Flash back to the start of last year – one of “extensive experimentation and a dash of desperation” to when Crikey brainstormed the idea of an editorial series as a marketing campaign.
Head of reader revenue Jane Mahoney says in an INMA ideas blog that having learned that “nothing drives subscriptions like a news cycle that is well capitalised on”, teams looked at what would happen if they reversed the reactive approach of launching a marketing campaign when there was a strong news week or a solid editorial series going live.
In January 2021 while brainstorming the year ahead, they looked at the possibility of reverse-engineering an editorial series to be used as a marketing campaign instead of running marketing campaigns in reaction to editorial activities.
With the editorial team “game to try it”, marketers looked for ideas and, through a combination of newsroom intuition, social data and traffic data, came up with corruption as the series topic, with what became The Dirty Country: Lifting the lid on corruption in Australia.
“Back in the marketing department, we planned how we would promote the series and use it to convert our pool of around 80,000 free newsletter subscribers to paying subscribers and hit our acquisition target of eight per cent overall growth in our subscriber base during Q1,” says Mahoney.
The series of 13 instalments was published over the course of a week and a half, promoted via a daily pop-up newsletter sent to free newsletter subscribers. In addition to calls-to-action encouraging readers to subscribe throughout, the introduction to each newsletter, written personally by our editor-in-chief or the journalist whose story was featured, would include a push to subscribe as well.
To promote the series and convert users to paying subscribers, Crikey ran an accompanying social media and email marketing campaign with a discounted sign-up offer over two weeks, and used the campaign to test whether editorial video content would work as marketing assets, which she says, “we found to be highly successful”.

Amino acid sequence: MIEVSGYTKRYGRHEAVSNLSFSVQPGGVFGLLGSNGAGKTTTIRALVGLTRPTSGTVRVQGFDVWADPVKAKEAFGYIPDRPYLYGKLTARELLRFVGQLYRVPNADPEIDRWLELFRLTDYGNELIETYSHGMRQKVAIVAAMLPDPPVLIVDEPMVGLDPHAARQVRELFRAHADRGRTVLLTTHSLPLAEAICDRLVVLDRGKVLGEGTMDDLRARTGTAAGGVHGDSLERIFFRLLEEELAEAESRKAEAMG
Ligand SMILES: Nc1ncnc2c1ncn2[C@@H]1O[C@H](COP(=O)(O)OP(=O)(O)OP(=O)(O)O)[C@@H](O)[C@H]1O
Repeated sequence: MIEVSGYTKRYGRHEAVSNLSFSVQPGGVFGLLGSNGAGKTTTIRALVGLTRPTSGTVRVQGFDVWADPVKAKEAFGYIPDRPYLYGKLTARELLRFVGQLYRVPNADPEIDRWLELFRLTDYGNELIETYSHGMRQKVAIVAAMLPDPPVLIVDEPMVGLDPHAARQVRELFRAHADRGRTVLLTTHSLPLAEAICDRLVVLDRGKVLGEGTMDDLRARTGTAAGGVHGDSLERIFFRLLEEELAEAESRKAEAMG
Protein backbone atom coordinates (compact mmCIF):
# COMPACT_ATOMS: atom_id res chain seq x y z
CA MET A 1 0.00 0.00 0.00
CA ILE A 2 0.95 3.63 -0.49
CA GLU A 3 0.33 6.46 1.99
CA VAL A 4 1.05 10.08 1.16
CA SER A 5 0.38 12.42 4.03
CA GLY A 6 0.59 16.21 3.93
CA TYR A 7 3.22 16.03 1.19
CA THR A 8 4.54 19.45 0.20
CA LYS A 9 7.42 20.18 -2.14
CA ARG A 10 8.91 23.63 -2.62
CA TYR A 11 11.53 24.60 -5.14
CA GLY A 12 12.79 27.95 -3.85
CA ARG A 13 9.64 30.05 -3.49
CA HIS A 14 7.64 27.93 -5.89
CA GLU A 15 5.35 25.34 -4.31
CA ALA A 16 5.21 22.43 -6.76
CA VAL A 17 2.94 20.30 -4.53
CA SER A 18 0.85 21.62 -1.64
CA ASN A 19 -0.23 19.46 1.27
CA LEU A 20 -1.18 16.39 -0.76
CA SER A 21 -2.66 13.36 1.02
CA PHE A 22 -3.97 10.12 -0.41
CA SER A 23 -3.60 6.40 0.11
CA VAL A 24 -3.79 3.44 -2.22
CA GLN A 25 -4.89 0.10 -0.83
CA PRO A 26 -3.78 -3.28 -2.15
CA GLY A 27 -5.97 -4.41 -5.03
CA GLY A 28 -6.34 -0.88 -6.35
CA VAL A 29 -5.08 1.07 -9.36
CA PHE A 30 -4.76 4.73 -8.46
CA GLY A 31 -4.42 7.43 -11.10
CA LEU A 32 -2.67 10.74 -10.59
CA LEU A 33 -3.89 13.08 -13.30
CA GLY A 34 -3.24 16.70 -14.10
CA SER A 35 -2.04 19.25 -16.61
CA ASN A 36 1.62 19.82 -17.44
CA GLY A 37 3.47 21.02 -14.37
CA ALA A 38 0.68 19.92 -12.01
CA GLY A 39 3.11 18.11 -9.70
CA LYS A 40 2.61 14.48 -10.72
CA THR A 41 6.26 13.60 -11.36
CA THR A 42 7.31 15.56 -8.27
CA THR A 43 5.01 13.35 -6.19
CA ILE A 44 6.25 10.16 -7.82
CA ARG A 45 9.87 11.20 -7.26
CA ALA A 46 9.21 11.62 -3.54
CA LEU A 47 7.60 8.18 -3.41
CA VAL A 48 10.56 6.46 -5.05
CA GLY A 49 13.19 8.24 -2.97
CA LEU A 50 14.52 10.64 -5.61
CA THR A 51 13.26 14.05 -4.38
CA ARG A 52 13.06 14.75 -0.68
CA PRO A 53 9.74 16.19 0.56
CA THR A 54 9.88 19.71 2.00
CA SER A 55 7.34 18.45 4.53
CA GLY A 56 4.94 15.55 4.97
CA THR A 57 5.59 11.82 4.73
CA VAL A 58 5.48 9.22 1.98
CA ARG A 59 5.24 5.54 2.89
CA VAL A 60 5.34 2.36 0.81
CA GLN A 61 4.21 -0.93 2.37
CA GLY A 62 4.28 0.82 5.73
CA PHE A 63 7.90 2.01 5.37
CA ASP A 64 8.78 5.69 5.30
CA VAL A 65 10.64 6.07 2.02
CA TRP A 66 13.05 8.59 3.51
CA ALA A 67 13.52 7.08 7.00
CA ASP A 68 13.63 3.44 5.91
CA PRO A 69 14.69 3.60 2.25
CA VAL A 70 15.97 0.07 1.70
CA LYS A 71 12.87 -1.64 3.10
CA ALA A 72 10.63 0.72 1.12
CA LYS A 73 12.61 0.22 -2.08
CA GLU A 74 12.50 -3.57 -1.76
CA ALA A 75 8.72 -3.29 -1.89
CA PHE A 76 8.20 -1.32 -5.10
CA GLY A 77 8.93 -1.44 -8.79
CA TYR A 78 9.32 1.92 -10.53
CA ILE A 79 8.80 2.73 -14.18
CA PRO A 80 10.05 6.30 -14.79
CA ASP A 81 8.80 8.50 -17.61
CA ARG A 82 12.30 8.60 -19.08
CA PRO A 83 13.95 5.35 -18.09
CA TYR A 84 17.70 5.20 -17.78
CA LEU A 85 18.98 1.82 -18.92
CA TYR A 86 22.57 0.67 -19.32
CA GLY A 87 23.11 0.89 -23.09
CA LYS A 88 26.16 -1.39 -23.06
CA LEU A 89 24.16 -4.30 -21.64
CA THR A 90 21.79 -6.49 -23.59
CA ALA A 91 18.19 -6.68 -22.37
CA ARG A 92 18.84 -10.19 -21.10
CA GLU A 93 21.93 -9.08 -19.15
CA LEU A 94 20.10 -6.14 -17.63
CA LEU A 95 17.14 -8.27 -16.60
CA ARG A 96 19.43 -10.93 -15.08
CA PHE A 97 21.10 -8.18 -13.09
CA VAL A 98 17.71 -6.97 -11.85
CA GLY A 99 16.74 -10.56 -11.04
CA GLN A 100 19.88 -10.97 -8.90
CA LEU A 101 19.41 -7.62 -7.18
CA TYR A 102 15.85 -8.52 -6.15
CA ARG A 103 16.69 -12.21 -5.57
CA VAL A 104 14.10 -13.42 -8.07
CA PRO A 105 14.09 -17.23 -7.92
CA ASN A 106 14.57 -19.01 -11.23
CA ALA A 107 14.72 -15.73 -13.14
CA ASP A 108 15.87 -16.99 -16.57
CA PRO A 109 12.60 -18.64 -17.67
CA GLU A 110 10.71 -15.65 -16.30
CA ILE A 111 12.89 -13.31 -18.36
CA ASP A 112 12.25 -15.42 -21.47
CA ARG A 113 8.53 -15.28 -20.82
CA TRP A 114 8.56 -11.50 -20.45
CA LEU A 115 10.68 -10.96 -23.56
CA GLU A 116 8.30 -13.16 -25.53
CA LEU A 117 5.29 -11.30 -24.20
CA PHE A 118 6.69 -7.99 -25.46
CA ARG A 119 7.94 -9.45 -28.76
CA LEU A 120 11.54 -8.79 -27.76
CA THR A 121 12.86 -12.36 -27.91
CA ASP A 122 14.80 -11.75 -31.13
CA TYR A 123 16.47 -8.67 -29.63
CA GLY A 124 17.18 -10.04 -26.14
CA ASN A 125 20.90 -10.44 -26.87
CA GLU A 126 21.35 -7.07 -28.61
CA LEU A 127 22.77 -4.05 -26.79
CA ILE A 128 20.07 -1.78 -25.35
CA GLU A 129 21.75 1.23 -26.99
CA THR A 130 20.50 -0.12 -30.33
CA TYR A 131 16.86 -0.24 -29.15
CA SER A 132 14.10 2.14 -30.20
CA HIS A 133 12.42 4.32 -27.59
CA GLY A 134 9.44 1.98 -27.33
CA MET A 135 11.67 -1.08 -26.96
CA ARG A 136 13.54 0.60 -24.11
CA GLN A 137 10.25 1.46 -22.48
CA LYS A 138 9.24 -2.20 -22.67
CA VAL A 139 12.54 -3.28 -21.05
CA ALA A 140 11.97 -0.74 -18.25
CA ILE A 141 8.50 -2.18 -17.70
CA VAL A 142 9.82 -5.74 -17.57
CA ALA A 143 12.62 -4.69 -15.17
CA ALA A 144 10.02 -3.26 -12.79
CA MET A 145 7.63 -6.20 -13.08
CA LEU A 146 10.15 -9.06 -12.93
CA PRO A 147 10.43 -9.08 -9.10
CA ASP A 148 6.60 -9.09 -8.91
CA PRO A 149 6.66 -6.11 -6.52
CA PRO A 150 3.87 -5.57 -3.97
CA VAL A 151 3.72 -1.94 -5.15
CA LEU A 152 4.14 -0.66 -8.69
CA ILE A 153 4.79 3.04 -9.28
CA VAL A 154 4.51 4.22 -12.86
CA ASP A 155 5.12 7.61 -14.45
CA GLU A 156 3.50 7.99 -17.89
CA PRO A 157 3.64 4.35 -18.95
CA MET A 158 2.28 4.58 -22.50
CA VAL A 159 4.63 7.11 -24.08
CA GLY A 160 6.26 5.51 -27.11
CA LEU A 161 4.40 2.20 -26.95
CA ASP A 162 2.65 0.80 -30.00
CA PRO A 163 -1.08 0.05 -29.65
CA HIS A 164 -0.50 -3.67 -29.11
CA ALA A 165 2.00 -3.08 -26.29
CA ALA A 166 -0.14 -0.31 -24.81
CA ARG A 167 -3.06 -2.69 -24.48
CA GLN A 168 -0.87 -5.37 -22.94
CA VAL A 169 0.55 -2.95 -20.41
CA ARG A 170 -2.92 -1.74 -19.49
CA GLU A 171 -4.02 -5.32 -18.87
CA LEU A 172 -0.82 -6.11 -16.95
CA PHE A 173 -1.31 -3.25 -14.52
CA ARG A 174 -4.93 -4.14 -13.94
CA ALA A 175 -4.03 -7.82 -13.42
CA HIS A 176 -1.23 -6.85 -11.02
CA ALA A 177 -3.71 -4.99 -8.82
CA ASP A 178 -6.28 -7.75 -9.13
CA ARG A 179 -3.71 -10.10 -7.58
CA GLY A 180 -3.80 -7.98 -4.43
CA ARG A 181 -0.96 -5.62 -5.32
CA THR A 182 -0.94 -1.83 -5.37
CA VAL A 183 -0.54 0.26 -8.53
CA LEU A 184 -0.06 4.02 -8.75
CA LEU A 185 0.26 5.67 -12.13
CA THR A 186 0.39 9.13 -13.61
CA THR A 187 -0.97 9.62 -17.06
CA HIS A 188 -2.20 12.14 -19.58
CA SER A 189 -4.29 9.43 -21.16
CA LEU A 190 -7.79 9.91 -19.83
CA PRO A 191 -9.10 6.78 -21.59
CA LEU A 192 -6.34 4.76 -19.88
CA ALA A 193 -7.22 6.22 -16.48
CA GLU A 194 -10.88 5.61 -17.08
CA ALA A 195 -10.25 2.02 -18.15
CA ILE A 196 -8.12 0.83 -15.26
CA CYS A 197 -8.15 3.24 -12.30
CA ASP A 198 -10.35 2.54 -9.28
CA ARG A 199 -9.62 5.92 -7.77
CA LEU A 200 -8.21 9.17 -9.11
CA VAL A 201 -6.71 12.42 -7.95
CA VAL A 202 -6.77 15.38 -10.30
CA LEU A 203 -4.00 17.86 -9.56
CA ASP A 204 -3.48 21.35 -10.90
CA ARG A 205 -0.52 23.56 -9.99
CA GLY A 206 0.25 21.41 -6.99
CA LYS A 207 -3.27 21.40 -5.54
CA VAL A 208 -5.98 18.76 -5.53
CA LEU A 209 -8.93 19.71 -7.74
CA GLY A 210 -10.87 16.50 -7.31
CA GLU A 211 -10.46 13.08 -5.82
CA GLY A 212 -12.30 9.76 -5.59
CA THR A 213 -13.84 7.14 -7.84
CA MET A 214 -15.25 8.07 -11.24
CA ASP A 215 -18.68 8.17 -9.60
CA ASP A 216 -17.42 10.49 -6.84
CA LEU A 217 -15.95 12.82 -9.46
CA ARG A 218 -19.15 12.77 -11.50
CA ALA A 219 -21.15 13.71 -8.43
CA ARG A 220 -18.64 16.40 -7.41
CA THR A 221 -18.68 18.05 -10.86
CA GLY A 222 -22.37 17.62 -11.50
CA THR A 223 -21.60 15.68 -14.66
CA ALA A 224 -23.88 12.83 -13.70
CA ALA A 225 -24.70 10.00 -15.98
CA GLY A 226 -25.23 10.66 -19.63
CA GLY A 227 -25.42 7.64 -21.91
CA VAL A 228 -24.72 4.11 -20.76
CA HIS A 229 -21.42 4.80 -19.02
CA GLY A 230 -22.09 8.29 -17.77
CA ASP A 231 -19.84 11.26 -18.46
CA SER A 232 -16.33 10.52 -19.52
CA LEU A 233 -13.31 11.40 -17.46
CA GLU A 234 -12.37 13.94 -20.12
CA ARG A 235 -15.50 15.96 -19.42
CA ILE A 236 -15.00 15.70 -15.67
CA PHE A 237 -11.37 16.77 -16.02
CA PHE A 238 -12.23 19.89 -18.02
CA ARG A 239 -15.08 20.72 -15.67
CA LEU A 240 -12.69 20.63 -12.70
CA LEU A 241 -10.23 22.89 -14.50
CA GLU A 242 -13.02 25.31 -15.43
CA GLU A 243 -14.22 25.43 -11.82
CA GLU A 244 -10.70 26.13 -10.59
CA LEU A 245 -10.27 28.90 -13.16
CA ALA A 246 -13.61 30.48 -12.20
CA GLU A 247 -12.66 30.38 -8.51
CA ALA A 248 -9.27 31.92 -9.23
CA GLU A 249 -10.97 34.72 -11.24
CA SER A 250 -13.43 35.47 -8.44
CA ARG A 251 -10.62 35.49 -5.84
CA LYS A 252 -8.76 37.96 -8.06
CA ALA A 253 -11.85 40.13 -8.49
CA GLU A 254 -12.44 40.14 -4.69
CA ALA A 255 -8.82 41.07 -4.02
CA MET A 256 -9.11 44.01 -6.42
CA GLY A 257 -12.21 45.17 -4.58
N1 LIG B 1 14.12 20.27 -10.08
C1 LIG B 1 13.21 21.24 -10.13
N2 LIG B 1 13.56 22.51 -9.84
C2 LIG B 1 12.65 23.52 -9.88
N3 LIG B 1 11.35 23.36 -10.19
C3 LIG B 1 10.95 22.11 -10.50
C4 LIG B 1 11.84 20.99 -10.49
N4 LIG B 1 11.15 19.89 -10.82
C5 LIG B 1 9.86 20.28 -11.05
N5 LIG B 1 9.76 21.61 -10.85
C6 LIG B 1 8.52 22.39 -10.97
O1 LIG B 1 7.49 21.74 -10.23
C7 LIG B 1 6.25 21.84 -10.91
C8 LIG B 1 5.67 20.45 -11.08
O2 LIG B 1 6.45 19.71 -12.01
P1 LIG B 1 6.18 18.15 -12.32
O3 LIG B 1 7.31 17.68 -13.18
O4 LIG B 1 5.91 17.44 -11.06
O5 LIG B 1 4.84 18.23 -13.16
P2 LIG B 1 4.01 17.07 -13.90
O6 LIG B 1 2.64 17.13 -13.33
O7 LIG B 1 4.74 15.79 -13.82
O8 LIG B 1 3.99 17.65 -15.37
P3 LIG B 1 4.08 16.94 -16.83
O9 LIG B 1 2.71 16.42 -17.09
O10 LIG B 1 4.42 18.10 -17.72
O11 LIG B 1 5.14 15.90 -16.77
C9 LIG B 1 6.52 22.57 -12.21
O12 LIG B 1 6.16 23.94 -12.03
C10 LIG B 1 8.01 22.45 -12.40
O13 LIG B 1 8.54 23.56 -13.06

Free morning newsletter and weekend newsletters, sent to most non-paying subscribers, were also used to also promote the series and the offer.
“If there was an asset onsite or offsite we could use to promote the series, we took it,” she says.
Paying subscribers received the series as part of their usual daily dispatches via email, and were also shown ads in newsletters and onsite promoting the series, to reinforce the value of their Crikey membership.
The Crikey Talks digital series was also used to run an event on the topic of corruption as part of the campaign. “We promoted this to our free newsletter subscribers as a means of encouraging additional sign ups midway through the campaign,” says Mahoney.
Final result of the campaign – among other things – was 12.26 per cent growth of subscriber base in Q1, while the Crikey Talks event also broke sign-up and attendance records.
Mahoney attributes its success to collaboration between departments, saturating the network with the series and offer, and finally, “putting our journalism and journalists at the forefront of our marketing.
“It sounds straightforward, but at the end of the day, folks don’t subscribe to Crikey because of a slick marketing campaign. They subscribe because of our journalism and the journalists who produce it.
“Though of course, a great marketing campaign doesn’t hurt!”
And with Crikey now facing a defamation action from Lachlan Murdoch, neither perhaps, did its willingness to mention the "M-word" in its videos, as it does in this YouTube clip.